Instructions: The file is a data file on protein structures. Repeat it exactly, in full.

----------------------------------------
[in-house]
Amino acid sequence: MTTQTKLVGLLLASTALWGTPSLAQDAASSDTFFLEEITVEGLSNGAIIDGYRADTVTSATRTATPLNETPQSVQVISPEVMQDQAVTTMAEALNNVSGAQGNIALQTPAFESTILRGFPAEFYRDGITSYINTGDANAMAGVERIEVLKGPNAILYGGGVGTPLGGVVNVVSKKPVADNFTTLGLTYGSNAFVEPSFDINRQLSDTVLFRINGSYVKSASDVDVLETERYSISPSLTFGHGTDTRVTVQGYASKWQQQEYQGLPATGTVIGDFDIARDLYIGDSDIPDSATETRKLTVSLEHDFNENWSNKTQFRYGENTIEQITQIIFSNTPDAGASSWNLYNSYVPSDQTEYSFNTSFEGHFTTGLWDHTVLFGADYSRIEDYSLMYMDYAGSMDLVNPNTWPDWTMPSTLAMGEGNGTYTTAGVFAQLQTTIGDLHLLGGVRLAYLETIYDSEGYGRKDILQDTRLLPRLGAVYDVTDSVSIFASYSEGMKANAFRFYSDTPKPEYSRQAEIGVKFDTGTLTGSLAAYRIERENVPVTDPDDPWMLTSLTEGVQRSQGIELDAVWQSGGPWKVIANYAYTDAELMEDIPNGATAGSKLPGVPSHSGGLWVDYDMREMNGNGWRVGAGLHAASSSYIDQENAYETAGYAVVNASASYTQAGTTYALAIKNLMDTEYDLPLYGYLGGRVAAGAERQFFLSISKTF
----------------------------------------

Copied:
[in-house]
Amino acid sequence: MTTQTKLVGLLLASTALWGTPSLAQDAASSDTFFLEEITVEGLSNGAIIDGYRADTVTSATRTATPLNETPQSVQVISPEVMQDQAVTTMAEALNNVSGAQGNIALQTPAFESTILRGFPAEFYRDGITSYINTGDANAMAGVERIEVLKGPNAILYGGGVGTPLGGVVNVVSKKPVADNFTTLGLTYGSNAFVEPSFDINRQLSDTVLFRINGSYVKSASDVDVLETERYSISPSLTFGHGTDTRVTVQGYASKWQQQEYQGLPATGTVIGDFDIARDLYIGDSDIPDSATETRKLTVSLEHDFNENWSNKTQFRYGENTIEQITQIIFSNTPDAGASSWNLYNSYVPSDQTEYSFNTSFEGHFTTGLWDHTVLFGADYSRIEDYSLMYMDYAGSMDLVNPNTWPDWTMPSTLAMGEGNGTYTTAGVFAQLQTTIGDLHLLGGVRLAYLETIYDSEGYGRKDILQDTRLLPRLGAVYDVTDSVSIFASYSEGMKANAFRFYSDTPKPEYSRQAEIGVKFDTGTLTGSLAAYRIERENVPVTDPDDPWMLTSLTEGVQRSQGIELDAVWQSGGPWKVIANYAYTDAELMEDIPNGATAGSKLPGVPSHSGGLWVDYDMREMNGNGWRVGAGLHAASSSYIDQENAYETAGYAVVNASASYTQAGTTYALAIKNLMDTEYDLPLYGYLGGRVAAGAERQFFLSISKTF